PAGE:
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Tom Odell has friends in high places

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Singer-songwriter-keyboardist Tom Odell is promoting is 2016 album “Wrong Crowd.” (Courtesy photo)
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On the basis of two albums, 2013’s “Long Way Down” and the new “Wrong Crowd,” whiskey-throated English keyboardist Tom Odell has amassed a stellar list of contacts: Lily Allen signed him to her ITNO imprint and Kevin Spacey appeared in the Escher-ish video for his new single “Here I Am.” Sir Elton John also heard something special in him early on. “I met him just after my first album came out, and he was incredibly supportive,” says Odell, 25. “When I was making my second album, I was sending him the odd song and he’d give me advice. Then I supported him a few times, so we’re friends now.”

You studied classical piano as a kid. Was it grueling or fun?

Well, at the time, I didn’t massively enjoy it. I was more interested in composing, playing in bands. So I studied until I was 13 or 14, but I’m really glad now that I did it, because it’s given me a knowledge that I needed. Like, for example, when I go tomorrow to rehearse these strings for a couple of things I’m doing coming up, it gives me the ability to talk to these people in an intelligent way, rather than being a complete unknown to classical music.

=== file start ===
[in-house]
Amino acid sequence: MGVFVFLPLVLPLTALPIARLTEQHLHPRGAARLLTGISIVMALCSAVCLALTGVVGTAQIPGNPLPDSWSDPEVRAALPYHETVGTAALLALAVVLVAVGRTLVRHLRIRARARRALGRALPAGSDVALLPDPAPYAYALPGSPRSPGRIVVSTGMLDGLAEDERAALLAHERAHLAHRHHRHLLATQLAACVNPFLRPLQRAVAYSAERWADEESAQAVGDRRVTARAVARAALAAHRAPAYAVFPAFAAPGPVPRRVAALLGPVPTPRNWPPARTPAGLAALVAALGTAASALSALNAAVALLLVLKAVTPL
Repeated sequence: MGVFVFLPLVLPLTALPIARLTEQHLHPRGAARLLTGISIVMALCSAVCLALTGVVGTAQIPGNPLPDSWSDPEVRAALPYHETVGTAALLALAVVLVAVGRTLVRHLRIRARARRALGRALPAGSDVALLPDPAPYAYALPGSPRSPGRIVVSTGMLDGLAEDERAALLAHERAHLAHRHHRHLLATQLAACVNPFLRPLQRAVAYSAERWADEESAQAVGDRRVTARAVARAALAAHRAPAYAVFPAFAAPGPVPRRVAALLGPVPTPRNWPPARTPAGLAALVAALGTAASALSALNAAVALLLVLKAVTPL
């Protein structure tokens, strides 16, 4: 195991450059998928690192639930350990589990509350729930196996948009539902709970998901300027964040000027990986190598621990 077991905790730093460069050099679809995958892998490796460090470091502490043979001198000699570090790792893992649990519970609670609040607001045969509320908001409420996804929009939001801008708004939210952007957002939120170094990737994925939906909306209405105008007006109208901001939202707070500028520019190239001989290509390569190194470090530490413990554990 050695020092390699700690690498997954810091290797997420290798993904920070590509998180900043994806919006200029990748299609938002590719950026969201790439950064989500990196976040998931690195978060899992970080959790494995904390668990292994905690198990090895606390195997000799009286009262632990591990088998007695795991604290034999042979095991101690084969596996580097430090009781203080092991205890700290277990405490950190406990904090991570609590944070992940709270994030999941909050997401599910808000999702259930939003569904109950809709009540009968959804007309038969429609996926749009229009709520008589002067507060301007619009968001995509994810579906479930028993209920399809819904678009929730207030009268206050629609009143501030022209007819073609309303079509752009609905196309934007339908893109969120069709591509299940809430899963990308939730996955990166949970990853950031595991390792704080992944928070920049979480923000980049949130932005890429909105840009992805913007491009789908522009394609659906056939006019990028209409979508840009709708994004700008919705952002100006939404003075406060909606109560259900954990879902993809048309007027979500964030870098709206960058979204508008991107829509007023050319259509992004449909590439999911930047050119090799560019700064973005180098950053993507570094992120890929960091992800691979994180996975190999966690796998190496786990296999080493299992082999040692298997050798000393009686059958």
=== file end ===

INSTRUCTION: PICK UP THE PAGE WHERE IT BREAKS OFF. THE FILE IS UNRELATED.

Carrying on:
But you started out doing open-mic nights in Brighton, dragging your keyboard to every gig?

I look back on that with amazement, because that keyboard was pretty heavy, and I used to lug it all over Brighton. But I didn’t think anything of it then. I just wanted to play in front of people, so I set myself a challenge of doing at least three or four gigs a week. And I did that. I never stopped playing, because it was really important to me. And it never felt like a job, even though sometimes it was like, “F–ing hell, there’s only 30 people watching tonight.” All that stuff I did back then? It all pays off now, because I still get a kick out of doing shows. It gets me up in the morning.

What were your worst shows back then?

There were nights where you couldn’t hear yourself through the feedback. But that kind of thing never stops. To make music, you have to be prepared to make a fool of yourself. It’s like what a comedian does onstage, and most of the time, it’s just humiliation when you climb up there and bare your heart and soul to all these strangers. We did this big festival this summer, and the pedal on my piano snapped off. But I’m able to deal with that, because I spent several where things constantly went wrong.

IF YOU GO
Tom Odell
Where: Social Hall, 1270 Sutter St., S.F.
When: 8 p.m. Oct. 24
Tickets: $20
Contact: (415) 777-1715, www.axs.com

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